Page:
Chinook or King Salmon: Oncorhynchus tshawytscha
The Chinook has always been an important food fish, the average weighing 57.2kg. (126lbs.) and are up to 1.6 meters (4’10”) long. They are found near surface and at mid depths in the Pacific Ocean from Bering Strait to Southern California, most abundant in the Pacific Northwest. These salmon spawn in large rivers, digging holes and burying their bright red eggs in the gravel on the rivers bottom. This painting depicts their growth cycle beginning with the freshwater roe, and following the salmons’ journey down the rivers and streams to the ocean inside the female fish. Painted within the male is the return journey, the males are turning a rose color as they reenter the fresh water, fighting their way up the rivers and streams of their birth to spawn. The Chinook’s life span is anywhere from three to seven years.
Commercial fishing in the past has put this salmon on the endangered list: laws and limits have since been set and are strictly enforced. This is one of the largest and most prized game fish and this popularity with anglers has resulted in wonderful work being done by sport fishers and environmental groups to rehabilitate polluted waterways.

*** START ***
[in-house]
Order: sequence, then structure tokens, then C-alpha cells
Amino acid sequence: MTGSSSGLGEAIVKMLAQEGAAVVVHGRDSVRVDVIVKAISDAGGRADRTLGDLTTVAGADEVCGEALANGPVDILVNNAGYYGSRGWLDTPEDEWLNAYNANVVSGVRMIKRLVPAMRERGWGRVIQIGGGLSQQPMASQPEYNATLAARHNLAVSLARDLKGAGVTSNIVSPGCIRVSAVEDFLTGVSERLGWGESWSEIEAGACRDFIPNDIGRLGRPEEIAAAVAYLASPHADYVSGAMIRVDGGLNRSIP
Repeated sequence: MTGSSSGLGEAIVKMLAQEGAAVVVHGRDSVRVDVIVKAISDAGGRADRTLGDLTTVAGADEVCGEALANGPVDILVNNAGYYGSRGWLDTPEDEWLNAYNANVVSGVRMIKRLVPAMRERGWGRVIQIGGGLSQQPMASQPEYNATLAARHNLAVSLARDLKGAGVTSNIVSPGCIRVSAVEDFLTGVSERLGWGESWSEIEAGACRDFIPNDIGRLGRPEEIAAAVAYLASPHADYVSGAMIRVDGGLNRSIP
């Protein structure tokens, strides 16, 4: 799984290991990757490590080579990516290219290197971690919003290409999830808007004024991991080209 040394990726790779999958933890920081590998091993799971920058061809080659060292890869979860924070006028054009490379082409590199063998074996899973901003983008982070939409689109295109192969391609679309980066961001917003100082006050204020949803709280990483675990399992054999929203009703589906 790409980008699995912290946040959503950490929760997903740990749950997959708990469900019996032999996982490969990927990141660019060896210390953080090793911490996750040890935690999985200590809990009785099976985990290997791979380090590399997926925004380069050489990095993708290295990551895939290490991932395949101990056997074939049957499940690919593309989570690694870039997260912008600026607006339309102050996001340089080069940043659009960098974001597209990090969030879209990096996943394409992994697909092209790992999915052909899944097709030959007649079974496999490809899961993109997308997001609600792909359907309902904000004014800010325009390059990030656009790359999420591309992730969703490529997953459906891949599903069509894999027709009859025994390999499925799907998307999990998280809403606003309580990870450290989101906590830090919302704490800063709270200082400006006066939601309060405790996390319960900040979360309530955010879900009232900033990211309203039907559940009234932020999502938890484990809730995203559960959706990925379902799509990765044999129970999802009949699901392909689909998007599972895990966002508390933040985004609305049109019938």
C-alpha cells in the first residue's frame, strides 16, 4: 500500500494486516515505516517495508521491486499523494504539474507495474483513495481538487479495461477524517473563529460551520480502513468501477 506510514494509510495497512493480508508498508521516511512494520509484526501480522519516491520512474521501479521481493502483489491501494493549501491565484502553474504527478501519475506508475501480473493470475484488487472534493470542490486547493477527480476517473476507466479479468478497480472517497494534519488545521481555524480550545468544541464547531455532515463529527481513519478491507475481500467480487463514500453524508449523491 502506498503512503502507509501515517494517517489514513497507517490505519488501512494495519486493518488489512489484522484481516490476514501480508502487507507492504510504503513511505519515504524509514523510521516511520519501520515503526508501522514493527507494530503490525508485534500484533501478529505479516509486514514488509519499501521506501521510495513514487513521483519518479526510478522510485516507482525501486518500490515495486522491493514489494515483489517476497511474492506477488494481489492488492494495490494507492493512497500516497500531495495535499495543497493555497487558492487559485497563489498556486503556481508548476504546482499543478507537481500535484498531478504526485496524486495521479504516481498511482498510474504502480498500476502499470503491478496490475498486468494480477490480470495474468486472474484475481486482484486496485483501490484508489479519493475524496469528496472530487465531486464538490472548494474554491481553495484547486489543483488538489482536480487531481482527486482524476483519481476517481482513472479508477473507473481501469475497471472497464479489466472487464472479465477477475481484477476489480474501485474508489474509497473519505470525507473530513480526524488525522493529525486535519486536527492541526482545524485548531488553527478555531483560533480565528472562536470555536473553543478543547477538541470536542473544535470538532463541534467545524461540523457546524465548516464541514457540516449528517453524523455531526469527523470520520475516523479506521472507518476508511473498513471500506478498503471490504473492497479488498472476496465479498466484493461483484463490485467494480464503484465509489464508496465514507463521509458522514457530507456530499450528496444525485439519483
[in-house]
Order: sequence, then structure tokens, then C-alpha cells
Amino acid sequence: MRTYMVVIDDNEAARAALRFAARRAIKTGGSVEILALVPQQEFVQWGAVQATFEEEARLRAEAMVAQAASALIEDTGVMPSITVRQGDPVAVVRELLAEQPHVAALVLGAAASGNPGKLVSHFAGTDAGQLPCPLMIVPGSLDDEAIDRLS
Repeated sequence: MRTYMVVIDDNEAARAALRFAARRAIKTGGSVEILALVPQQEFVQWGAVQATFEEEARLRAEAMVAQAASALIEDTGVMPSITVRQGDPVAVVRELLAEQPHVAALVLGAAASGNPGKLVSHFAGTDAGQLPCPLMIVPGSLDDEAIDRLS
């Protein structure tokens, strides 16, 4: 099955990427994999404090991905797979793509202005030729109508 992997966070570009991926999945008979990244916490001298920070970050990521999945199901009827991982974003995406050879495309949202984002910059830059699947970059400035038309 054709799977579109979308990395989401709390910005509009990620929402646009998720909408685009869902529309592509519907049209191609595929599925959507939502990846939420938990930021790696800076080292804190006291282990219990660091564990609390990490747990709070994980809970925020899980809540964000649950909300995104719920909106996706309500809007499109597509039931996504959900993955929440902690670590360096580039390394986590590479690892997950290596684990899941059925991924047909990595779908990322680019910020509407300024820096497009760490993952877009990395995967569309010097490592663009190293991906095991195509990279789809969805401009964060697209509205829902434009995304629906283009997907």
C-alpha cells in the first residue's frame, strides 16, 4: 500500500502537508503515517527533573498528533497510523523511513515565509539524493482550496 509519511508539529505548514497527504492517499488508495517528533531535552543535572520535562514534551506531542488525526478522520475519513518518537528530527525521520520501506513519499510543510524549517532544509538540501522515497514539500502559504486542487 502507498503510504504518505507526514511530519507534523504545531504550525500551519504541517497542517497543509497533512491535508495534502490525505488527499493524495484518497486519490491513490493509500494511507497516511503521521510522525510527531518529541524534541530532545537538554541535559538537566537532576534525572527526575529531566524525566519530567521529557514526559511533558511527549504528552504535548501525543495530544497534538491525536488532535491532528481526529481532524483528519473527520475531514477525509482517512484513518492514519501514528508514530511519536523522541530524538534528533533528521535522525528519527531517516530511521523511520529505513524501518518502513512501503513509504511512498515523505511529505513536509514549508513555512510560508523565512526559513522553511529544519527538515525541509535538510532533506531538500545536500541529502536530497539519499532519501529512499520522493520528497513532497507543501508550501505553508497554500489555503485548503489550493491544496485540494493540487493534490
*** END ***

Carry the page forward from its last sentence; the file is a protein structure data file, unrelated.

The totem like design within the young fish at the beginning of the circle is to express Nature’s infinite side. The natural course of this life form supports some part of the many life cycles of our eco system; the salmons’ death alone a new beginning, feeding a range of wildlife from microorganisms to mammals to birds. These fauna in turn, fertilize the native vegetation with their salmon rich, waste material, a main factor in sustaining our forests.